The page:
What I like to read: A little of almost everything. I was an English major in college, which helped broaden my perspectives, but I’ve always loved a wide range of books. I find that reading slumps happen for me if I read too many of the same type of book in a row, so I switch genres between almost every book, and I find myself most excited about stories that are nothing like anything I’ve read before. If I really had to pick, I think the genres I come back to most often are thriller, historical fiction, and dystopia.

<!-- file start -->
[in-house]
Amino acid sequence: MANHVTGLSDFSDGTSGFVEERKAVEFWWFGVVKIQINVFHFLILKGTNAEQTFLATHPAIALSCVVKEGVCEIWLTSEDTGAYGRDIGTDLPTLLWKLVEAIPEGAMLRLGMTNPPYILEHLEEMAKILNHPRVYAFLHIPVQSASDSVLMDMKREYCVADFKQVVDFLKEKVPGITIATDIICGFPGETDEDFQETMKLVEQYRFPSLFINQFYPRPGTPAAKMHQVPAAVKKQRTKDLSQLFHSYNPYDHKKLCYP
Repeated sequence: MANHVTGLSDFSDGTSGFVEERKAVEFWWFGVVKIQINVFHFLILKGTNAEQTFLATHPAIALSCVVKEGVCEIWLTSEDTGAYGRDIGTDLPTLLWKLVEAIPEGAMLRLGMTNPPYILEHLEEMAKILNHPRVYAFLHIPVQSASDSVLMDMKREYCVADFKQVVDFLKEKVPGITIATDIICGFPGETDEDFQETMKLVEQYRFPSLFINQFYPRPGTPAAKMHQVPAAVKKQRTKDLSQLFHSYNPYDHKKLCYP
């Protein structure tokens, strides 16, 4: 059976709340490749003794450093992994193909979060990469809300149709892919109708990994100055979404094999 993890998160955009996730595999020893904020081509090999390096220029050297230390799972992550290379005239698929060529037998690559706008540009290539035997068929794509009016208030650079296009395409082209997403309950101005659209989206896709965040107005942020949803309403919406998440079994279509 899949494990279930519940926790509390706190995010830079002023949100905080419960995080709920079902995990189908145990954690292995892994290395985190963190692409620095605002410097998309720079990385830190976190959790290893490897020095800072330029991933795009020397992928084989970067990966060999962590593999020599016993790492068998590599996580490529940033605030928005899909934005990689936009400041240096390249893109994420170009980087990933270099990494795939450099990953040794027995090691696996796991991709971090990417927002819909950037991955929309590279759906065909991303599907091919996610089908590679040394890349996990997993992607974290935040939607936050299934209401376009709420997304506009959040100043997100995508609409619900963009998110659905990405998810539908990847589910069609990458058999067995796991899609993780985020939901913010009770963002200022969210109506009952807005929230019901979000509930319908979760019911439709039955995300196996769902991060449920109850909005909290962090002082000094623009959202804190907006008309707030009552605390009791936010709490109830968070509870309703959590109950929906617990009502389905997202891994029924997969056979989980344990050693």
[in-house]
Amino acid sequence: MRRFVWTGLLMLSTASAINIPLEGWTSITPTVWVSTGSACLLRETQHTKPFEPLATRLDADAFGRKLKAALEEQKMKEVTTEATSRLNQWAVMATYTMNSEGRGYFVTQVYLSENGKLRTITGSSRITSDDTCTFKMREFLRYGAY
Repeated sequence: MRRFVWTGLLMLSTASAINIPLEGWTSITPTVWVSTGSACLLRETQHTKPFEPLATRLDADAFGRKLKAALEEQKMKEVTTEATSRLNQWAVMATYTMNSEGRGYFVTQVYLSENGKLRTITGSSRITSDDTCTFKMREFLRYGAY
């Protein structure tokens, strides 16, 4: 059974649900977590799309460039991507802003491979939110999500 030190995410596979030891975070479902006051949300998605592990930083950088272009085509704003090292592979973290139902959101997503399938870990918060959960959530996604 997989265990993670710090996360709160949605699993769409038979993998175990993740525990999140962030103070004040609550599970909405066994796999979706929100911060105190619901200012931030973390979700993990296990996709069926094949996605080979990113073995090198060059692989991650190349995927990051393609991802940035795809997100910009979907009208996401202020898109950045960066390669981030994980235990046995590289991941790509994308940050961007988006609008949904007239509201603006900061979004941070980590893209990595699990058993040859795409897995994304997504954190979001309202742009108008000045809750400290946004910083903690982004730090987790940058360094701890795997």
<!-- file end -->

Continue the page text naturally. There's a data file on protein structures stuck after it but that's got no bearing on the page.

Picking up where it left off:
Buying vs. borrowing: This is a bit of a toss-up for me. I love bookstores and libraries equally. I would appreciate being able to own every book I read, but I just don’t have that sort of income at the moment, and sometimes there are books I read that I know I’ll never want to even skim through again so I don’t mind dropping them back off in the library drop box. I tend to buy books that I can see myself reading more than once, or that I know will be harder to find available to borrow, or are simply too cheap to pass up, and also long books–especially classics–that I don’t want to feel rushed through by adding a due date and a stack of other borrowed books. I have a list of potential books to buy, and if I come across one at a good time for a good price, I pick it up. If I’m ready to read it and haven’t bought it yet, I borrow; then I can buy it later if I decide I want to reread.